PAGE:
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This was taken at my sister-in-law’s home.

Scarlet Salad - Beets, Carrots, Quinoa and Romaine Hearts in Lemon Vinaigrette Dressing

SaladLina LiwagComment
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I tend to be drawn to vegetables and fruits with explosive colours.  Red, orange, purple, bright green and yellow.  If we look deeper, colours actually represent nutrients and antioxidants.  For instance the different  berries, purple cabbage and pomegranates.  One of those colourful vegetables is beets. Yes, beets!  I know, I know…we don’t normally get inspired with beets especially with how they are usually presented out there but trust me, this one is yummy and refreshing.  Just ask my husband as I’m usually ask to update his list of favourite meals.  This can also be enjoyed in the holidays since it has that festive look.  Instead of mixing the greens with the beets, you can also use them as a bed for the red salad when serving. 

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What’s with beetsyou may ask.  Well, they are rich in folate, fiber, vitamin C, manganese and potassium. They are also a tonic for the liver and a blood purifier.  The red pigment in beets is called Betanin which is a phytonutrient that provides antioxidant, anti-inflammatory and detoxification support.   However, there is also a small percentage of people that cannot eat beets…read here.  But for most of us who can eat them, here is a recipe that we can all enjoy.

Scarlet Salad - Beets, Carrots, Quinoa and Romaine Hearts in Lemon Vinaigrette Dressing

Ingredients:

3 c. grated red beets (about 4-5 pieces)

1 large carrot, grated

1 cup dry quinoa (light or red)

2 c. water

3 c. shredded Romaine hearts 

1/3 c.  sulphites-free dried cranberries

1/2 c. sunflower seeds, lightly toasted

Dressing:

3 Tbsp. organic cold pressed extra virgin olive oil

1/3 c. lemon juice

1 tsp. stone ground brown mustard or Dijon mustard

1 Tbsp. maple syrup

1/4 tsp. salt

pinch of black pepper

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Method:

  1. Pour 2 cups of water into a small pot and bring to a boil.  Wash the quinoa in a wire sieve then stir into the boiling water.  Reduce the heat and simmer for about 15-20 minutes until all the water is absorbed and the quinoa turns transparent.  When cooked,  transfer to a bowl to cool.
  2. While the quinoa is cooking, wash the vegetables.  Shred the Romaine hearts and grate the beets and carrots. Use a pair of gloves if grating to prevent your hands form turning red.  Better yet, if you happen to have a food processor with those nifty attachments, use it and will even do the job faster for you. Place the grated beets and carrots with the lettuce  in a salad or mixing bowl. 
  3. Lightly toast the sunflower seeds in a skillet or toaster oven.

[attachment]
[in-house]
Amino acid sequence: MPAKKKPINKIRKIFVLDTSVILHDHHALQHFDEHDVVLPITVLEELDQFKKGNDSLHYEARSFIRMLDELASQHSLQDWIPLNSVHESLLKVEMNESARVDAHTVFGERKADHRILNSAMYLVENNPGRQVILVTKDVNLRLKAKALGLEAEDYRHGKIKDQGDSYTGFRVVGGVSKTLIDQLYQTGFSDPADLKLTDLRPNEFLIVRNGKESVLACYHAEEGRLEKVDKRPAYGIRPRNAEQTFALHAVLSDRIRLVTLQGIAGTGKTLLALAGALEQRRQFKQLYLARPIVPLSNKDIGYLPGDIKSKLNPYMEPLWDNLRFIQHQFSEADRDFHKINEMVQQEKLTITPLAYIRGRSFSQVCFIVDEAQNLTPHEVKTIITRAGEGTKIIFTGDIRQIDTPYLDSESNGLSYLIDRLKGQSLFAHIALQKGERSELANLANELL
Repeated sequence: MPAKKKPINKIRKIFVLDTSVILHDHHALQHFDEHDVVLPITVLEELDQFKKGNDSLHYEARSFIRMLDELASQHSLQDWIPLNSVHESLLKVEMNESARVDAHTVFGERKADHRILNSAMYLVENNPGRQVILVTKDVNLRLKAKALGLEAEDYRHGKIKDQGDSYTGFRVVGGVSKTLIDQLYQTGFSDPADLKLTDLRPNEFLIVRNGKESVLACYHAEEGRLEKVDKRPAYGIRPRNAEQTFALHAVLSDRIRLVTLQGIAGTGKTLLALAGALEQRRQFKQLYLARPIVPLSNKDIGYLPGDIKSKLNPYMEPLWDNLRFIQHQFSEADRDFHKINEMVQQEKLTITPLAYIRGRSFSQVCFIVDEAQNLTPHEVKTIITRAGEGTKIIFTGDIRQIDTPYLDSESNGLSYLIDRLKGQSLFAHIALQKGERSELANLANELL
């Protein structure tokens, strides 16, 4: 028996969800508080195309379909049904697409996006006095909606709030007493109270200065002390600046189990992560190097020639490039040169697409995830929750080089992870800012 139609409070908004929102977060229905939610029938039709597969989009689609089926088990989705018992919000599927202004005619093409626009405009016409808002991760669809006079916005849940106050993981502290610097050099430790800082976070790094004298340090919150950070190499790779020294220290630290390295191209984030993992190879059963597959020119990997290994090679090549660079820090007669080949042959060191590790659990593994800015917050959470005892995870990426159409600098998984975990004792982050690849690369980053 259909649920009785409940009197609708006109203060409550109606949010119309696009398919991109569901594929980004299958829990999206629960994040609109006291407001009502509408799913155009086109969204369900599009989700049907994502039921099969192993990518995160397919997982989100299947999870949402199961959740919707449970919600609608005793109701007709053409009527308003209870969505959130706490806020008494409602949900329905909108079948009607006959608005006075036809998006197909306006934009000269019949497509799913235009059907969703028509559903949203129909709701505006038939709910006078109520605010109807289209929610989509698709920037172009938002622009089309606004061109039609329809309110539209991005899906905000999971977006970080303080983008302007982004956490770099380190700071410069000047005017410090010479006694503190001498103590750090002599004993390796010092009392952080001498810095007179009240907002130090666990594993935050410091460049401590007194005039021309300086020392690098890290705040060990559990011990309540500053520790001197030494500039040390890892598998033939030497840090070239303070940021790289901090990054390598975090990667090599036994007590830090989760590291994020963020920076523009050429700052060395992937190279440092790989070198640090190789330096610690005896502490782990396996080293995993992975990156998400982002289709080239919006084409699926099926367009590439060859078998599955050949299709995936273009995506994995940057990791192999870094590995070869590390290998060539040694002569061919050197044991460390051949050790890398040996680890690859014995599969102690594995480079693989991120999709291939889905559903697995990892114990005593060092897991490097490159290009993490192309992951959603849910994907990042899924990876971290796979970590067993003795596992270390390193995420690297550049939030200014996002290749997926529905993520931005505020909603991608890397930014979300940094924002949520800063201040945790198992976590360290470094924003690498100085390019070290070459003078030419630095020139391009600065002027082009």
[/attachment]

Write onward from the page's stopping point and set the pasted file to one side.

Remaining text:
4. Mix the cooled quinoa with the beets, carrots,  Romaine hearts, cranberries and half of the sunflower seeds.  
  5. In a small jar, place the ingredients for the dressing and with the lid secure, shake well to incorporate.  Pour the dressing into the beet mixture and toss well.  Top it with the rest of the sunflower seeds. Enjoy!
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Quinoa Tabouli Salad

SaladLina LiwagComment

My 15-year old son’s opinion is huge when it comes to planning and making our  meals.  And it gets exciting when the big sporting events come up.  He actually has “the say” about the menu for that particular party and also invites friends and relatives to come and celebrate the occasion. When he was much younger, we used to even dress up for Oscar night to enjoy a special meal and grandma was usually his special guest. Well, he’s grown a bit now and has moved on from the Oscar celebrations (how I miss those times).

Last weekend was the Grey Cup and although the excitement can never match that of the Superbowl, we still made some special food and Austin gave mom one day’s notice for the menu: vegan black bean and corn chili, guacamole, baked falafel and tabouli salad.  Most friends were away and it was too late to invite relatives so the three of us enjoyed our little Grey Cup party and we had some leftovers which we could really use for a day or two. I have decided to post our Quinoa Tabouli Salad and will share our chili recipe at a later time.

This dish is on our top 20’s list of favourite foods.  It is so nutritious and refreshing!  I made a party size one but  you can always make half of the recipe if you find this too big for you.   It can be stored in the fridge as a lunch option for the next few days.   Add some chickpeas or beans to the leftovers for a great variation.